GEMS FROM THE OLD TESTAMENT
Perhaps more than any other Old Testament Scripture, the New Testament writers quote Psalm 110. Jesus Himself quotes it in Matthew 22:44, “The Lord said to my Lord, ‘Sit at My right hand, Till I make Your enemies Your footstool.’” He quotes it to oblige the Pharisees to reexamine their ideas regarding who they think the Messiah ought to be and what he ought to do. They were hoping for a human king to deliver them from being under the reign of Rome. With the question Jesus posed to them, it became clear that such perspectives could not stand in light of a careful consideration of Psalm 110.
“If David then calls Him ‘Lord,’ how is He his Son?” (Matthew 22:45)
In Psalm 110 the Lord in heaven is speaking to David’s son—a descendant of David. Why would David call one of his descendants “my Lord”? That question left them all stunned. Speechless. No one answered, and they asked Him no more questions.
No father, much less a king, addresses one of his sons, grandchildren, or great grandchildren as “my Lord.” Yet David, the most highly regarded king in Jewish history, does that very thing.
And to this descendant of David the Lord in heaven goes on to say, “Sit at My right hand, Till I make Your enemies Your footstool.” Whoever sits at the king’s right hand is considered coequal with the king; but here we’re not just talking about a king, are we? God is the One speaking, and He tells David’s descendant to sit at His right hand. That is stunning! In the next verse God declares that this son of David will reign with His mighty scepter. David’s descendant is going to be reigning side-by-side with the Lord in heaven! Spectacular!
All along. the religious leaders had taught that the Messiah was going to be a human king with a political agenda. Jesus, in effect, asks them, “How can that be?” In this Psalm David calls his son “my Lord,” and God invites David’s son to sit at His right hand and wield the scepter along with Him.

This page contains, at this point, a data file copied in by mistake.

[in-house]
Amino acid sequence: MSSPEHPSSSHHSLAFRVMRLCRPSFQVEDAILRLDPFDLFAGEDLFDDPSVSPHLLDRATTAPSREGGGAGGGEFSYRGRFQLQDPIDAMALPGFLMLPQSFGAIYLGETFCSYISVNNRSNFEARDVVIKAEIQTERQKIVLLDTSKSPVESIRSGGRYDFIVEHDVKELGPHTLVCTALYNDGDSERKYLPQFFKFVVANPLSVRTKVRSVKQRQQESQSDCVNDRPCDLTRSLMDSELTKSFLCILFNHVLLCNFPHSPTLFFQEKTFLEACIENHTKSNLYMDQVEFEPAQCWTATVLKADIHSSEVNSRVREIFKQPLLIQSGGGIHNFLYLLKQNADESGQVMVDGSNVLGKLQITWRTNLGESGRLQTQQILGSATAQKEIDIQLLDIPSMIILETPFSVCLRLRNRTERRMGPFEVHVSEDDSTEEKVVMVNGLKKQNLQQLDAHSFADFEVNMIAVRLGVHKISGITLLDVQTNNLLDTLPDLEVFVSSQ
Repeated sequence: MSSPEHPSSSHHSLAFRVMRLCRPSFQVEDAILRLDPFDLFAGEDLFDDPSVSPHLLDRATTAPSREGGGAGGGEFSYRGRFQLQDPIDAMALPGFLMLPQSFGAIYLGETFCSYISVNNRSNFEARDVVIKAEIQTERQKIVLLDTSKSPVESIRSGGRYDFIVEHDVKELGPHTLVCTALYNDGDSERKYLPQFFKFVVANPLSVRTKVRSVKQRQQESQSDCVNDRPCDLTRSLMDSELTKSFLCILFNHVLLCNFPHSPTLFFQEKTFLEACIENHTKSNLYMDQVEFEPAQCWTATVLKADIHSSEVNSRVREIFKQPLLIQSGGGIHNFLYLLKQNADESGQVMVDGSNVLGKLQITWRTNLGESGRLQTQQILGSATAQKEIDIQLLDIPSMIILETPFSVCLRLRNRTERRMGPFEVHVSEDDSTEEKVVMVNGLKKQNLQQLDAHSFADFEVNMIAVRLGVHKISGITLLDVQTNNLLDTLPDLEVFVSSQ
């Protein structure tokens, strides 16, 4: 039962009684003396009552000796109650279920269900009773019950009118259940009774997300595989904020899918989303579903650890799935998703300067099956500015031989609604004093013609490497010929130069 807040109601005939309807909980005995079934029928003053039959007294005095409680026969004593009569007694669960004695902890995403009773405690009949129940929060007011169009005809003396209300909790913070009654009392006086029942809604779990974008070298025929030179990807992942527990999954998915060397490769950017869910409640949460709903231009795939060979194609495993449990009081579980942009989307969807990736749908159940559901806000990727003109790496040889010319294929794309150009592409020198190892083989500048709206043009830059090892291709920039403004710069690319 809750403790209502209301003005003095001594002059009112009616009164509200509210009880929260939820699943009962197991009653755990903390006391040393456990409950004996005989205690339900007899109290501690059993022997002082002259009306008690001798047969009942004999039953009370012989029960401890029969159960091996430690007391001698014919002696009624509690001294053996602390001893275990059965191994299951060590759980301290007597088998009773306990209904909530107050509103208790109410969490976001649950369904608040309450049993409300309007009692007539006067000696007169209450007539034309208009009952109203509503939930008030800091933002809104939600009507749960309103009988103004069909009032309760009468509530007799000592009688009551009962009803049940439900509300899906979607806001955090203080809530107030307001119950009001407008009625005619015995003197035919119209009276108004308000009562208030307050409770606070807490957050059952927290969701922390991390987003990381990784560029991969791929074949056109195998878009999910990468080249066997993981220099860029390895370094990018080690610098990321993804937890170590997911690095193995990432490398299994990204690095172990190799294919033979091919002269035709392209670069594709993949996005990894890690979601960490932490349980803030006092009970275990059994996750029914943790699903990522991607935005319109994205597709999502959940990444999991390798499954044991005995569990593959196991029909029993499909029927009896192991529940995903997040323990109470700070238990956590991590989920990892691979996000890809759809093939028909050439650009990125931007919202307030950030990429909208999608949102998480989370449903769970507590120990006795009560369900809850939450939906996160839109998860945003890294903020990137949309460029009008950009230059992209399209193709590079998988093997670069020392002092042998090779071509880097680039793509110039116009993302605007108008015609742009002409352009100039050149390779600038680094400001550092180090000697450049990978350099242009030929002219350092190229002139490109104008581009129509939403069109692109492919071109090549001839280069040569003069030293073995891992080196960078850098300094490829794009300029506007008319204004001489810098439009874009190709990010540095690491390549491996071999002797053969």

A careful reading of Psalm 110 establishes that the Messiah must be Someone Who is more than merely a human being; yes, Someone Who is not the same as God the Father and yet equal to God the Father. Jesus Himself is the One of Whom David wrote.
Many had projected onto Psalm 110 what they wanted it to mean.
They wanted a human king.
They wanted him to gain their freedom by a political and, if necessary, a military victory; and
They wanted an earthly kingdom.
None of that was what Jesus was about. Sadly, many still project onto Jesus their ideas about the kind of Lord He ought to be and what kind of a role they want Him to have in their lives.
Jesus did not come to be the kind of Messiah that people wanted, He came to be the Messiah that people needed.
Jesus came to be David’s Lord and to be our Lord, and His objectives are far above and beyond any political agenda and anyone’s personal agenda:
Jesus came to get rid of your sin, conquer the enemies of your soul, and save you from going to hell—that is His agenda!
We are liberated from feeling like we need to be in control, delivered from fearing what’s going to happen next, and we gain a perfect peace when we surrender our agendas and embrace His agenda.
Delwyn Maas is pastor of Gift of God Lutheran Church in Mapleton, North Dakota.